When two motor vehicles crash, the outcome can be serious and even fatal. But when a car hits or injures a pedestrian, it is likely that the results of the crash are even more tragic. This is because unlike a driver or passenger in a motor vehicle, a pedestrian does not have the outside shield to protect them.
In fact, some of the most common injuries that result from a pedestrian being hit or struck by a car include permanent life-long injuries, such as a brain injury or spinal cord injury. These types of injuries can affect a person’s entire life and may require life-long care.
According to the Michigan Traffic Crash Facts (MTCF), in 2014, pedestrians were involved in 2,406 crashes. This number is down 10.3 percent from 2005. However, 158 pedestrians were involved in fatal crashes in 2014– up 5.3 percent from 2005.
Pedestrian accidents do happen, and it is important that victims and their families understand their legal rights. Every state is different in regards to what laws apply to pedestrians. Of course, every accident is different and must be handled on a case-by-case basis as well. Typically, if you or your loved one sustained injuries in a pedestrian accident in Michigan, you may have means to file two types of claims.
First and foremost, it must be determined whether or not the driver who hit you was negligent or the cause for your injuries. If it is determined that the driver was at fault for the incident and caused injury to you as the pedestrian, you may be able to file a third party lawsuit against the negligent driver for your pain and suffering damages. Pain and suffering damages are known as your non-economic damages.
The other type of claim you may be able to be file as an injured pedestrian is a Michigan no-fault insurance claim, also known as a first-party claim. A no-fault insurance claim is filed against your own auto insurance company to collect compensation for your economic damages. Economic damages could include, but are not limited to the following:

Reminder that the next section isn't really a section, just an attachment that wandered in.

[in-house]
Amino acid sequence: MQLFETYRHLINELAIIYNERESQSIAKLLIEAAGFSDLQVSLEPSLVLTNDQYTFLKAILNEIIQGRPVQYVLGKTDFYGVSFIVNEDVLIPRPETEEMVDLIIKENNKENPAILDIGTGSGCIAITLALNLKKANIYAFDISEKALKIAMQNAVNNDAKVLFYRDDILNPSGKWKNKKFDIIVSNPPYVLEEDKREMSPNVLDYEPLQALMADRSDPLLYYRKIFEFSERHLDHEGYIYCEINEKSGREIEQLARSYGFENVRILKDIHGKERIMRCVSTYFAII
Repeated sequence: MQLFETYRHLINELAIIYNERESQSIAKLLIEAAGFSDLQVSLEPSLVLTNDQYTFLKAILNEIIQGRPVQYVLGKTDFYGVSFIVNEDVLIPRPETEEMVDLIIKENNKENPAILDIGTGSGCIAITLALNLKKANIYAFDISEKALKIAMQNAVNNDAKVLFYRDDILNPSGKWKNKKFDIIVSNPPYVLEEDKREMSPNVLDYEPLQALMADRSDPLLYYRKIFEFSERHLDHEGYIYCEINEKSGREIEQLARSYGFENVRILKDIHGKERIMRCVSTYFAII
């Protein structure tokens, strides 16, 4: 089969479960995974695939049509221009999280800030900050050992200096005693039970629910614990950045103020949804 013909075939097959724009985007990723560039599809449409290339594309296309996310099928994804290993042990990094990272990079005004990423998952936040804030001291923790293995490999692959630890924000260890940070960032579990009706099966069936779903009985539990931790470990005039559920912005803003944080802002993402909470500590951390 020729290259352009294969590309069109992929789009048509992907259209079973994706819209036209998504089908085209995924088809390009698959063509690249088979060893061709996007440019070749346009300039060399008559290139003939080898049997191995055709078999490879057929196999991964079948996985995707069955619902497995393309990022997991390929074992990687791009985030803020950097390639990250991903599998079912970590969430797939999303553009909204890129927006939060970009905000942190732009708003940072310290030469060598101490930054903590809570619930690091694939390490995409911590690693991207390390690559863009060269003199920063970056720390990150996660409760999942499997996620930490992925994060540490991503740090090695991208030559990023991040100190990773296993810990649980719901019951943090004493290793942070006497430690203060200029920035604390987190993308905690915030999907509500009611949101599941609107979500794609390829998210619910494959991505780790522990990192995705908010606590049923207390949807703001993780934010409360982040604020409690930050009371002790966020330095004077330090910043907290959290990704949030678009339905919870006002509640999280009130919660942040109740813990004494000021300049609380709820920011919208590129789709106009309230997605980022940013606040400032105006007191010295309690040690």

It should be noted that a pedestrian is only entitled to these benefits if the accident involved a motor vehicle. Under Michigan no-fault law, an injured victim is only entitled to such benefits, regardless of who is at fault, if a motor vehicle is involved. Therefore, even if you were at fault for the accident, pedestrians still may be able to collect no-fault benefits. You will, however, not be able to collect damages for your pain and suffering damages if you were considered at fault.
If a pedestrian is killed as a result of the car accident, surviving family members may be entitled to certain rights. If the driver was found negligent and caused for your loved one’s death, you and your family may be entitled to file a Michigan wrongful death lawsuit against the at-fault driver. In addition, you may be able to file a survivor loss benefits claim, which is a Michigan no-fault benefit, from the auto insurance company. Survivor loss benefits are forms of compensation that covers what surviving family members would have received if your loved one had not been killed in the an accident.
At the law firm of Goodman Acker, P.C. our Michigan pedestrian accident lawyers frequently represent injured victims and their families. If you or your loved one has questions regarding a claim or are unsure of your legal rights, call our award-winning law firm today to discuss your case. We offer free, no obligation consultations and represent all our clients under a no-win-no-fee promise. This guarantees you no costs or fees until we win your case.
We have won millions of hundreds of dollars for our clients, including a $3,000,000.00 pedestrian accident settlement on behalf a client in Ingham County. Call our office today to start your case now!
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